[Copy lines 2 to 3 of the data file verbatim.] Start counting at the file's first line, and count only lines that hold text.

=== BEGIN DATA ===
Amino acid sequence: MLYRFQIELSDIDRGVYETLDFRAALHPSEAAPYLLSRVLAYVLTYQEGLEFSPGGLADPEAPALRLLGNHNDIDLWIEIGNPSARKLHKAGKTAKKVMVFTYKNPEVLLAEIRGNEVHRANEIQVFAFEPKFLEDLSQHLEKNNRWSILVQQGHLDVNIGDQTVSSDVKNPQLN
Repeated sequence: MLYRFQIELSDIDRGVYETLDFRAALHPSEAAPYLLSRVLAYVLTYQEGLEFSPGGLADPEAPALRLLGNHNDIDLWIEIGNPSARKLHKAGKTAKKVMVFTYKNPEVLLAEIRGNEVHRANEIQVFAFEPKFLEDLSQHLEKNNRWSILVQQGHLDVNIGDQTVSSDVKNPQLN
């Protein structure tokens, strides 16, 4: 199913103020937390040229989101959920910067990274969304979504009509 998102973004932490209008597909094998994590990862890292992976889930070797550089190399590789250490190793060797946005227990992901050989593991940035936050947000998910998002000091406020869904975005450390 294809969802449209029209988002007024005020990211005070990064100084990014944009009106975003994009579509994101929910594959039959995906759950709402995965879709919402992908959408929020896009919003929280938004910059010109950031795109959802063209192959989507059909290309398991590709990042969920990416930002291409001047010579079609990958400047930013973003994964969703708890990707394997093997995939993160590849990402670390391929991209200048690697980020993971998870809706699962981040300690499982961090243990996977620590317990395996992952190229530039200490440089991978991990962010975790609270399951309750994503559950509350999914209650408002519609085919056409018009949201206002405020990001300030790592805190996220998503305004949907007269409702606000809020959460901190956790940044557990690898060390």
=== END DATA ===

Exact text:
Repeated sequence: MLYRFQIELSDIDRGVYETLDFRAALHPSEAAPYLLSRVLAYVLTYQEGLEFSPGGLADPEAPALRLLGNHNDIDLWIEIGNPSARKLHKAGKTAKKVMVFTYKNPEVLLAEIRGNEVHRANEIQVFAFEPKFLEDLSQHLEKNNRWSILVQQGHLDVNIGDQTVSSDVKNPQLN
């Protein structure tokens, strides 16, 4: 199913103020937390040229989101959920910067990274969304979504009509 998102973004932490209008597909094998994590990862890292992976889930070797550089190399590789250490190793060797946005227990992901050989593991940035936050947000998910998002000091406020869904975005450390 294809969802449209029209988002007024005020990211005070990064100084990014944009009106975003994009579509994101929910594959039959995906759950709402995965879709919402992908959408929020896009919003929280938004910059010109950031795109959802063209192959989507059909290309398991590709990042969920990416930002291409001047010579079609990958400047930013973003994964969703708890990707394997093997995939993160590849990402670390391929991209200048690697980020993971998870809706699962981040300690499982961090243990996977620590317990395996992952190229530039200490440089991978991990962010975790609270399951309750994503559950509350999914209650408002519609085919056409018009949201206002405020990001300030790592805190996220998503305004949907007269409702606000809020959460901190956790940044557990690898060390």